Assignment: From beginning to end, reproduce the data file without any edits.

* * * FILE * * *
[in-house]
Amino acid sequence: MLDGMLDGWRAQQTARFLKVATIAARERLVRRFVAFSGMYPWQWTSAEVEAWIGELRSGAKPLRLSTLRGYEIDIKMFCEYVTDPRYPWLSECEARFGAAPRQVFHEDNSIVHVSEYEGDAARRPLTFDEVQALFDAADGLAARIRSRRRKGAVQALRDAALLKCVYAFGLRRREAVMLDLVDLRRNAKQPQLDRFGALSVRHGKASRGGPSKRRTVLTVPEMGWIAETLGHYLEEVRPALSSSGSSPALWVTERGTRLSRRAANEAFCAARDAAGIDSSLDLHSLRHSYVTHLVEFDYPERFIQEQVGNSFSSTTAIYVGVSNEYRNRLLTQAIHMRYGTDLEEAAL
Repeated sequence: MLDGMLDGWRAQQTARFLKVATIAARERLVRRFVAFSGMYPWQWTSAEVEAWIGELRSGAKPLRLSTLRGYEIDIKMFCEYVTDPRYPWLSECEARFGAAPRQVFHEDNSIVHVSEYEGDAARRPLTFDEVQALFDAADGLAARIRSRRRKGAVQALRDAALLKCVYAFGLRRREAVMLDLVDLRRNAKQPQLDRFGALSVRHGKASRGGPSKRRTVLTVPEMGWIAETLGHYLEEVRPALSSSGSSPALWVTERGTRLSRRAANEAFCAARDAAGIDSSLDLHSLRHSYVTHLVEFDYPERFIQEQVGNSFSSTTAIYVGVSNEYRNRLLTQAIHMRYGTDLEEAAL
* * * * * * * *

[in-house]
Amino acid sequence: MLDGMLDGWRAQQTARFLKVATIAARERLVRRFVAFSGMYPWQWTSAEVEAWIGELRSGAKPLRLSTLRGYEIDIKMFCEYVTDPRYPWLSECEARFGAAPRQVFHEDNSIVHVSEYEGDAARRPLTFDEVQALFDAADGLAARIRSRRRKGAVQALRDAALLKCVYAFGLRRREAVMLDLVDLRRNAKQPQLDRFGALSVRHGKASRGGPSKRRTVLTVPEMGWIAETLGHYLEEVRPALSSSGSSPALWVTERGTRLSRRAANEAFCAARDAAGIDSSLDLHSLRHSYVTHLVEFDYPERFIQEQVGNSFSSTTAIYVGVSNEYRNRLLTQAIHMRYGTDLEEAAL
Repeated sequence: MLDGMLDGWRAQQTARFLKVATIAARERLVRRFVAFSGMYPWQWTSAEVEAWIGELRSGAKPLRLSTLRGYEIDIKMFCEYVTDPRYPWLSECEARFGAAPRQVFHEDNSIVHVSEYEGDAARRPLTFDEVQALFDAADGLAARIRSRRRKGAVQALRDAALLKCVYAFGLRRREAVMLDLVDLRRNAKQPQLDRFGALSVRHGKASRGGPSKRRTVLTVPEMGWIAETLGHYLEEVRPALSSSGSSPALWVTERGTRLSRRAANEAFCAARDAAGIDSSLDLHSLRHSYVTHLVEFDYPERFIQEQVGNSFSSTTAIYVGVSNEYRNRLLTQAIHMRYGTDLEEAAL